Speeches (Lines) for Bertram
in "All's Well That Ends Well"

Total: 102

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# Act, Scene, Line
(Click to see in context)
Speech text

1

I,1,4

And I in going, madam, weep o'er my father's death
anew: but I must attend his majesty's command, to...

2

I,1,31

What is it, my good lord, the king languishes of?

3

I,1,33

I heard not of it before.

4

I,1,56

Madam, I desire your holy wishes.

5

I,1,74

[To HELENA] The best wishes that can be forged in
your thoughts be servants to you! Be comfortable...

6

I,2,264

My thanks and duty are your majesty's.

7

I,2,290

His good remembrance, sir,
Lies richer in your thoughts than on his tomb;...

8

I,2,315

Some six months since, my lord.

9

I,2,321

Thank your majesty.

10

II,1,623

I am commanded here, and kept a coil with
'Too young' and 'the next year' and 'tis too early.'

11

II,1,626

I shall stay here the forehorse to a smock,
Creaking my shoes on the plain masonry,...

12

II,1,633

I grow to you, and our parting is a tortured body.

13

II,1,646

Stay: the king.

14

II,1,656

And I will do so.

15

II,3,899

And so 'tis.

16

II,3,1005

My wife, my liege! I shall beseech your highness,
In such a business give me leave to use...

17

II,3,1010

Yes, my good lord;
But never hope to know why I should marry her.

18

II,3,1013

But follows it, my lord, to bring me down
Must answer for your raising? I know her well:...

19

II,3,1046

I cannot love her, nor will strive to do't.

20

II,3,1068

Pardon, my gracious lord; for I submit
My fancy to your eyes: when I consider...

21

II,3,1079

I take her hand.

22

II,3,1169

Undone, and forfeited to cares for ever!

23

II,3,1171

Although before the solemn priest I have sworn,
I will not bed her.

24

II,3,1174

O my Parolles, they have married me!
I'll to the Tuscan wars, and never bed her.

25

II,3,1178

There's letters from my mother: what the import is,
I know not yet.

26

II,3,1188

It shall be so: I'll send her to my house,
Acquaint my mother with my hate to her,...

27

II,3,1196

Go with me to my chamber, and advise me.
I'll send her straight away: to-morrow...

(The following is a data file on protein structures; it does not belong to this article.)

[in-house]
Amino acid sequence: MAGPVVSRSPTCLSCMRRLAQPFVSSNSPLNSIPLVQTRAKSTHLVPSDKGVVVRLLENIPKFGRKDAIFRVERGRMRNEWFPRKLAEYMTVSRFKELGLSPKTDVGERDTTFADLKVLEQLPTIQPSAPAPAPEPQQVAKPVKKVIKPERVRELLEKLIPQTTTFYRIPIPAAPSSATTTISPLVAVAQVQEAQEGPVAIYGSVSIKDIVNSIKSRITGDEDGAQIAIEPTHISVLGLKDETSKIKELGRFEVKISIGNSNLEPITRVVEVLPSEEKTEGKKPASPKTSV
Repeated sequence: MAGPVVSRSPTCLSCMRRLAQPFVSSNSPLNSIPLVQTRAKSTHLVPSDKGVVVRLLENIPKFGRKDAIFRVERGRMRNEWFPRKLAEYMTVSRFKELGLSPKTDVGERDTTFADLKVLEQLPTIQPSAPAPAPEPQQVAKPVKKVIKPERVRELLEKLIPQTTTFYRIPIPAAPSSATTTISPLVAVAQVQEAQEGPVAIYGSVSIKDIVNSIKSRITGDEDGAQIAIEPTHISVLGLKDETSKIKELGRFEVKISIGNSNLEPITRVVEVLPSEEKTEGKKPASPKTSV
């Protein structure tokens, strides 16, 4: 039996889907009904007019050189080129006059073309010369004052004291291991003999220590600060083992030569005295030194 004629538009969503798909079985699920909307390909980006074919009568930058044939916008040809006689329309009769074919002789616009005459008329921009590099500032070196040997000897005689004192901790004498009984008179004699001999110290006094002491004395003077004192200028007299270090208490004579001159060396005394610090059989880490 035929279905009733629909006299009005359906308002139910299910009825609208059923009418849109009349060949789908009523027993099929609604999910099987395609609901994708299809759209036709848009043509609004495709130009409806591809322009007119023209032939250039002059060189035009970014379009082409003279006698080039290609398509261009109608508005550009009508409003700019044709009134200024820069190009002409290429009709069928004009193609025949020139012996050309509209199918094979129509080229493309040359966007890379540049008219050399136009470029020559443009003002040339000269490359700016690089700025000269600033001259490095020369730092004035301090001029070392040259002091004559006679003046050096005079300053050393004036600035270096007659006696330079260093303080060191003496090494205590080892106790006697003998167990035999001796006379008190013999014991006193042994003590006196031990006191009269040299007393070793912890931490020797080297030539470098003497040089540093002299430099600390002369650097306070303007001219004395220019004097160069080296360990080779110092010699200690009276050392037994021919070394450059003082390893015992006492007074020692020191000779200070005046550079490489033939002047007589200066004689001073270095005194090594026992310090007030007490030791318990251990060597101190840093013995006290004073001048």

28

II,5,1266

Yes, my lord, and of very valiant approof.

29

II,5,1268

And by other warranted testimony.

30

II,5,1270

I do assure you, my lord, he is very great in
knowledge and accordingly valiant.

31

II,5,1283

[Aside to PAROLLES] Is she gone to the king?

32

II,5,1285

Will she away to-night?

33

II,5,1287

I have writ my letters, casketed my treasure,
Given order for our horses; and to-night,...

34

II,5,1295

Is there any unkindness between my lord and you, monsieur?

35

II,5,1302

It may be you have mistaken him, my lord.

36

II,5,1313

I think so.

37

II,5,1315

Yes, I do know him well, and common speech
Gives him a worthy pass. Here comes my clog.

38

II,5,1322

I shall obey his will.
You must not marvel, Helen, at my course,...

39

II,5,1340

Come, come, no more of that.

40

II,5,1345

Let that go:
My haste is very great: farewell; hie home.

41

II,5,1348

Well, what would you say?

42

II,5,1353

What would you have?

43

II,5,1358

I pray you, stay not, but in haste to horse.

44

II,5,1360

Where are my other men, monsieur? Farewell.
[Exit HELENA]...

45

III,3,1546

Sir, it is
A charge too heavy for my strength, but yet...

46

III,3,1553

This very day,
Great Mars, I put myself into thy file:...

47

III,6,1734

Do you think I am so far deceived in him?

48

III,6,1744

I would I knew in what particular action to try him.

49

III,6,1770

How now, monsieur! this drum sticks sorely in your
disposition.

50

III,6,1780

Well, we cannot greatly condemn our success: some
dishonour we had in the loss of that drum; but it is...

51

III,6,1784

It might; but it is not now.

52

III,6,1789

Why, if you have a stomach, to't, monsieur: if you